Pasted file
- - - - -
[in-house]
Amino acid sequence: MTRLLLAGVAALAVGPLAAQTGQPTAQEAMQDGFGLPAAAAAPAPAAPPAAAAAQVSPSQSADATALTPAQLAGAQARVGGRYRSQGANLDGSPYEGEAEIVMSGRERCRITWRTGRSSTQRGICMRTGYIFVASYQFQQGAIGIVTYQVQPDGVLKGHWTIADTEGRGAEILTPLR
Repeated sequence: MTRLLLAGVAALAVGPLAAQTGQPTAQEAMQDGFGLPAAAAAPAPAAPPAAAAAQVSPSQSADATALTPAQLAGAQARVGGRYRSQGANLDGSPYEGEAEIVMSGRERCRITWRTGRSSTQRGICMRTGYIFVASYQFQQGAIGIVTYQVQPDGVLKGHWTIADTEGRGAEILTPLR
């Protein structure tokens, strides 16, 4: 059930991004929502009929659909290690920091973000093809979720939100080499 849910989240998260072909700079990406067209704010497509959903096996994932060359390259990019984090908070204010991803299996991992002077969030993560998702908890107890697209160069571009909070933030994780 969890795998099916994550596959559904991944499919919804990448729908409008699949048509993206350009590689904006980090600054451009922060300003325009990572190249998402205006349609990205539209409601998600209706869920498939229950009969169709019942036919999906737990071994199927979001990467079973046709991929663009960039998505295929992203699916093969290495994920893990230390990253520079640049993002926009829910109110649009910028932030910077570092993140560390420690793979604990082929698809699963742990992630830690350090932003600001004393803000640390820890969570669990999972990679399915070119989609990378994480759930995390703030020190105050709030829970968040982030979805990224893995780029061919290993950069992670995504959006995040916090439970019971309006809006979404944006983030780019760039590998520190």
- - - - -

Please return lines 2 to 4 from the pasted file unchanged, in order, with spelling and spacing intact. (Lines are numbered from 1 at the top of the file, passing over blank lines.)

Amino acid sequence: MTRLLLAGVAALAVGPLAAQTGQPTAQEAMQDGFGLPAAAAAPAPAAPPAAAAAQVSPSQSADATALTPAQLAGAQARVGGRYRSQGANLDGSPYEGEAEIVMSGRERCRITWRTGRSSTQRGICMRTGYIFVASYQFQQGAIGIVTYQVQPDGVLKGHWTIADTEGRGAEILTPLR
Repeated sequence: MTRLLLAGVAALAVGPLAAQTGQPTAQEAMQDGFGLPAAAAAPAPAAPPAAAAAQVSPSQSADATALTPAQLAGAQARVGGRYRSQGANLDGSPYEGEAEIVMSGRERCRITWRTGRSSTQRGICMRTGYIFVASYQFQQGAIGIVTYQVQPDGVLKGHWTIADTEGRGAEILTPLR
């Protein structure tokens, strides 16, 4: 059930991004929502009929659909290690920091973000093809979720939100080499 849910989240998260072909700079990406067209704010497509959903096996994932060359390259990019984090908070204010991803299996991992002077969030993560998702908890107890697209160069571009909070933030994780 969890795998099916994550596959559904991944499919919804990448729908409008699949048509993206350009590689904006980090600054451009922060300003325009990572190249998402205006349609990205539209409601998600209706869920498939229950009969169709019942036919999906737990071994199927979001990467079973046709991929663009960039998505295929992203699916093969290495994920893990230390990253520079640049993002926009829910109110649009910028932030910077570092993140560390420690793979604990082929698809699963742990992630830690350090932003600001004393803000640390820890969570669990999972990679399915070119989609990378994480759930995390703030020190105050709030829970968040982030979805990224893995780029061919290993950069992670995504959006995040916090439970019971309006809006979404944006983030780019760039590998520190």